ActiveRecord#freeze

Blissful Ignorance

I have an ActiveRecord model that saves the going Canadian exchange rate when needed. I (in)conveniently called that method freeze:

def freeze  
  if unit_order
    unit_order.set_freight
    if Maybe(unit_order.dealer).canadian?
      unit_order.set_exchange_rate(true)
    end
    unit_order.save
  end
end  

My tests showed no issues, so this method made it into production.

Failure!

Things went fine for a week, until someone tried to delete a Canadian order. The system threw the following error:

ActiveRecord::RecordNotSaved: You cannot call create unless the parent is saved  

Usually I can recognize my own errors. Not this time! So I started reading the stack trace (I've cleaned this up for readability):

app/models/unit_order.rb:71:in `block in freeze'  
app/models/unit_order.rb:58:in `freeze'  
app/models/unit_order.rb:151:in `freeze'  
...
lib/active_support/callbacks.rb:385:in `_run_destroy_callbacks'  
lib/active_support/callbacks.rb:81:in `run_callbacks'  
lib/active_record/callbacks.rb:254:in `destroy'  
...
app/controllers/unit_orders_controller.rb:79:in `destroy'  

Inexplicably, the freeze method was being called as a destroy callback. I searched all through my code, and freeze wasn't anywhere near a callback.

I tried using pry to walk my way into it, but it had trouble with the anonymous methods in the callback process.

And then it hit me: ActiveRecord must have its own freeze method! Sure enough, in ActiveRecord::Base we find freeze:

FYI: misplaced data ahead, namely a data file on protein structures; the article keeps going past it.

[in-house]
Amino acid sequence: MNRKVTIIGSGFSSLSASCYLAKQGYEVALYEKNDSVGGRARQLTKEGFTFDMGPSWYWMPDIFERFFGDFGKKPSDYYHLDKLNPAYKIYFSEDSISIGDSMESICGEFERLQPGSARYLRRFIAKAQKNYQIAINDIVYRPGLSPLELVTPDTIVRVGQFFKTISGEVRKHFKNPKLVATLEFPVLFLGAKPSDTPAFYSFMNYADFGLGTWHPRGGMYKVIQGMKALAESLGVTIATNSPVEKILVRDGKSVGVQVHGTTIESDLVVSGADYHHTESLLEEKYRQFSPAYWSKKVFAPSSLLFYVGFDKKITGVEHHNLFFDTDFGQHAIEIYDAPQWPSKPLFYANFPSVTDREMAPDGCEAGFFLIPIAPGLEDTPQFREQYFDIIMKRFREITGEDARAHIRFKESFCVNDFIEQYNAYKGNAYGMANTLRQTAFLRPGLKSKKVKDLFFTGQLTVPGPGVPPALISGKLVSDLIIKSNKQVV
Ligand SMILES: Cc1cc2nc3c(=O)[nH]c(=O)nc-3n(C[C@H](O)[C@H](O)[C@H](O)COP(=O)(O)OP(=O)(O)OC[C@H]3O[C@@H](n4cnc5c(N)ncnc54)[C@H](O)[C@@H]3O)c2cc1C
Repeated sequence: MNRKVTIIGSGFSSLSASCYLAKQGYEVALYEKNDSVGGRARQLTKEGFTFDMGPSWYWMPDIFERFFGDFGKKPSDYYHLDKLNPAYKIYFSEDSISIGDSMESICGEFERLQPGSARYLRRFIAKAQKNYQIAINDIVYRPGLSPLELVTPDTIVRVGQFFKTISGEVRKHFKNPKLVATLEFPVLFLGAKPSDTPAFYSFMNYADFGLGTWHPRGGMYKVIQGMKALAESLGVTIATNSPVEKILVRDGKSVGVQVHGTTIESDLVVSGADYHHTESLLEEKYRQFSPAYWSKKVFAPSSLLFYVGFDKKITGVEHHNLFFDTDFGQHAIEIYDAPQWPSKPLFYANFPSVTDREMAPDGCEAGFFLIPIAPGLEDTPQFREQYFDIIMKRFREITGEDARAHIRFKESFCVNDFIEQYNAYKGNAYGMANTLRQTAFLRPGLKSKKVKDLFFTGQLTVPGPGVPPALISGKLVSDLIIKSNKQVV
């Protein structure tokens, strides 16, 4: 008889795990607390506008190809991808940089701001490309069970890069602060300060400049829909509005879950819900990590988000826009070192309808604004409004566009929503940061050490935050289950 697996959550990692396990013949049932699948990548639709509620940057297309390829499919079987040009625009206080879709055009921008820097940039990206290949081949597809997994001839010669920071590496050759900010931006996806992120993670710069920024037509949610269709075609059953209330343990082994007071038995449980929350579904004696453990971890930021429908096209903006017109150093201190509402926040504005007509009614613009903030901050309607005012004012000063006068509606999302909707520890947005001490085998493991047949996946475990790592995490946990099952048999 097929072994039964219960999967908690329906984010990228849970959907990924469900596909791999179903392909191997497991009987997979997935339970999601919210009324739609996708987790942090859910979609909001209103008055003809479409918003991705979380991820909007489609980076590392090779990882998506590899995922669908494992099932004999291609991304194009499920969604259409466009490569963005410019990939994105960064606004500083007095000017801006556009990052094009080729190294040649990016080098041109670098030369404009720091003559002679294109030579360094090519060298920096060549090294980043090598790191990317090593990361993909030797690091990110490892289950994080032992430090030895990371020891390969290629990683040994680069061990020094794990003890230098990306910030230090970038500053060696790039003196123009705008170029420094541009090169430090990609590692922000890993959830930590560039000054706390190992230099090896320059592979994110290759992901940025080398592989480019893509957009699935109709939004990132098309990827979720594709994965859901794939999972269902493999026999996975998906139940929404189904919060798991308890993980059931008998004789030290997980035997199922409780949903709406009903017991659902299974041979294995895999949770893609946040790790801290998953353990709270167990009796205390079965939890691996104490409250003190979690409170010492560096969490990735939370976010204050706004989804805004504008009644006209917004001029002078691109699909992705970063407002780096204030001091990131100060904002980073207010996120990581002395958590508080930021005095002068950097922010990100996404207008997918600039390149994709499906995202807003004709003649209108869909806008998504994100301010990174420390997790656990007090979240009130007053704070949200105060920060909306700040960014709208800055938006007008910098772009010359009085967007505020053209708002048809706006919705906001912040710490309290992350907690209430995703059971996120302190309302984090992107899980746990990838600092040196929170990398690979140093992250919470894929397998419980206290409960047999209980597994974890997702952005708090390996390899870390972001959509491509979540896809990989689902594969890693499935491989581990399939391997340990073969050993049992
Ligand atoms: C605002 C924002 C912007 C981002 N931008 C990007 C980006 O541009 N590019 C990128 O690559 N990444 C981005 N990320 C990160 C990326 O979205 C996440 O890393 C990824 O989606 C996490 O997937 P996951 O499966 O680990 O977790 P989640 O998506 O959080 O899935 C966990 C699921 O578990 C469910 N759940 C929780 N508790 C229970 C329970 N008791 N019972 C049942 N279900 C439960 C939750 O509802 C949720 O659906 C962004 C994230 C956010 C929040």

def freeze  
  @attributes.freeze; self
end  

In the case of destroy, freeze is called so the attributes are still available after the record is destroyed.

So I renamed the method to freeze_exchange_rates and all was well.

No Testy Testy

So why didn't my test find this? I'm not sure it could. The test would have to anticipate both a special condition (a Canadian order) and a method name conflict. If I tested the deletion of this class through every possible set of values, then it would have shown up. It is debatable if such an effort would have worked at all.

At this point I do not think the time spent to create such a test would be worth the return value. But I may change my mind.

ActiveRecord#dont_use_generic_callbacks

So the moral is, don't use generic names for your callbacks! It is better to have descriptive method names for self documenting code, sure. But sometimes a short name, that seems descriptive enough, can get you into trouble.

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